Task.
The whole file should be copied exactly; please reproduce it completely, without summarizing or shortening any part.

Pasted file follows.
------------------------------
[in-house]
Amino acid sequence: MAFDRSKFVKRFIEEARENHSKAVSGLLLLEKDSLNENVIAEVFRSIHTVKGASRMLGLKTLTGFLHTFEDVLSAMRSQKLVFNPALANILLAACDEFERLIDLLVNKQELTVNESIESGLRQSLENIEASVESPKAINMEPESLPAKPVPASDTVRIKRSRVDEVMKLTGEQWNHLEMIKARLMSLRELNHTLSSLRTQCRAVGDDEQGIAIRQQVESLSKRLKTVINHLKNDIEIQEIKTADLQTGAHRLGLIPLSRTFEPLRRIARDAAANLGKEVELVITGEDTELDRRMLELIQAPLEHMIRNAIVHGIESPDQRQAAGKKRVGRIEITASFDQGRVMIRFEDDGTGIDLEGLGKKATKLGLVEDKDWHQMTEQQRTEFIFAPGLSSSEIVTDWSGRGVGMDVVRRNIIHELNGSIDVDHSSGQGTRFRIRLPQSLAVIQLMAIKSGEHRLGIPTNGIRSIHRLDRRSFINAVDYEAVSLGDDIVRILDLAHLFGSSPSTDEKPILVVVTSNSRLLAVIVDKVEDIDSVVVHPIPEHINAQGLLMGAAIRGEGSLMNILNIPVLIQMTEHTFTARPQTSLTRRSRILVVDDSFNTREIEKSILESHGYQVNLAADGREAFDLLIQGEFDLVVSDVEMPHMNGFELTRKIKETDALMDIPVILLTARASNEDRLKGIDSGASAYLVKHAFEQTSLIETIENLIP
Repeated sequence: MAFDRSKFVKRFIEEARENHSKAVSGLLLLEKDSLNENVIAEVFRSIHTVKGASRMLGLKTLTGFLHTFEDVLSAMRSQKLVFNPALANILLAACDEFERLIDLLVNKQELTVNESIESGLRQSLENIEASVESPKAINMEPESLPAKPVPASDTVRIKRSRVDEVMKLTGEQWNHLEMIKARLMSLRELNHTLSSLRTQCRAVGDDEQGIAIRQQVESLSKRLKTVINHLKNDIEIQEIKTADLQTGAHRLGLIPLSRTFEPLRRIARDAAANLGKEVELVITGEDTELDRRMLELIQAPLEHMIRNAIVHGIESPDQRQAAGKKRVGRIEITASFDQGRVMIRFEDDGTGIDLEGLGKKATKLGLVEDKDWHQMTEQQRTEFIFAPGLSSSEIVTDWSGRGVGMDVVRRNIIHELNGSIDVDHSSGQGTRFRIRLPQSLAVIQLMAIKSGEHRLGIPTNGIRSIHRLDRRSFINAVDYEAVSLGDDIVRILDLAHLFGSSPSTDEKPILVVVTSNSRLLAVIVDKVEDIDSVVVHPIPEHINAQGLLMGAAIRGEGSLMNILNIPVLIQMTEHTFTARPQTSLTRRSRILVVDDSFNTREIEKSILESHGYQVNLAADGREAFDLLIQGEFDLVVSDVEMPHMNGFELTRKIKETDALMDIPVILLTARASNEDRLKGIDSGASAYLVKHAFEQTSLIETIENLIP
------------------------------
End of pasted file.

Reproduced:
[in-house]
Amino acid sequence: MAFDRSKFVKRFIEEARENHSKAVSGLLLLEKDSLNENVIAEVFRSIHTVKGASRMLGLKTLTGFLHTFEDVLSAMRSQKLVFNPALANILLAACDEFERLIDLLVNKQELTVNESIESGLRQSLENIEASVESPKAINMEPESLPAKPVPASDTVRIKRSRVDEVMKLTGEQWNHLEMIKARLMSLRELNHTLSSLRTQCRAVGDDEQGIAIRQQVESLSKRLKTVINHLKNDIEIQEIKTADLQTGAHRLGLIPLSRTFEPLRRIARDAAANLGKEVELVITGEDTELDRRMLELIQAPLEHMIRNAIVHGIESPDQRQAAGKKRVGRIEITASFDQGRVMIRFEDDGTGIDLEGLGKKATKLGLVEDKDWHQMTEQQRTEFIFAPGLSSSEIVTDWSGRGVGMDVVRRNIIHELNGSIDVDHSSGQGTRFRIRLPQSLAVIQLMAIKSGEHRLGIPTNGIRSIHRLDRRSFINAVDYEAVSLGDDIVRILDLAHLFGSSPSTDEKPILVVVTSNSRLLAVIVDKVEDIDSVVVHPIPEHINAQGLLMGAAIRGEGSLMNILNIPVLIQMTEHTFTARPQTSLTRRSRILVVDDSFNTREIEKSILESHGYQVNLAADGREAFDLLIQGEFDLVVSDVEMPHMNGFELTRKIKETDALMDIPVILLTARASNEDRLKGIDSGASAYLVKHAFEQTSLIETIENLIP
Repeated sequence: MAFDRSKFVKRFIEEARENHSKAVSGLLLLEKDSLNENVIAEVFRSIHTVKGASRMLGLKTLTGFLHTFEDVLSAMRSQKLVFNPALANILLAACDEFERLIDLLVNKQELTVNESIESGLRQSLENIEASVESPKAINMEPESLPAKPVPASDTVRIKRSRVDEVMKLTGEQWNHLEMIKARLMSLRELNHTLSSLRTQCRAVGDDEQGIAIRQQVESLSKRLKTVINHLKNDIEIQEIKTADLQTGAHRLGLIPLSRTFEPLRRIARDAAANLGKEVELVITGEDTELDRRMLELIQAPLEHMIRNAIVHGIESPDQRQAAGKKRVGRIEITASFDQGRVMIRFEDDGTGIDLEGLGKKATKLGLVEDKDWHQMTEQQRTEFIFAPGLSSSEIVTDWSGRGVGMDVVRRNIIHELNGSIDVDHSSGQGTRFRIRLPQSLAVIQLMAIKSGEHRLGIPTNGIRSIHRLDRRSFINAVDYEAVSLGDDIVRILDLAHLFGSSPSTDEKPILVVVTSNSRLLAVIVDKVEDIDSVVVHPIPEHINAQGLLMGAAIRGEGSLMNILNIPVLIQMTEHTFTARPQTSLTRRSRILVVDDSFNTREIEKSILESHGYQVNLAADGREAFDLLIQGEFDLVVSDVEMPHMNGFELTRKIKETDALMDIPVILLTARASNEDRLKGIDSGASAYLVKHAFEQTSLIETIENLIP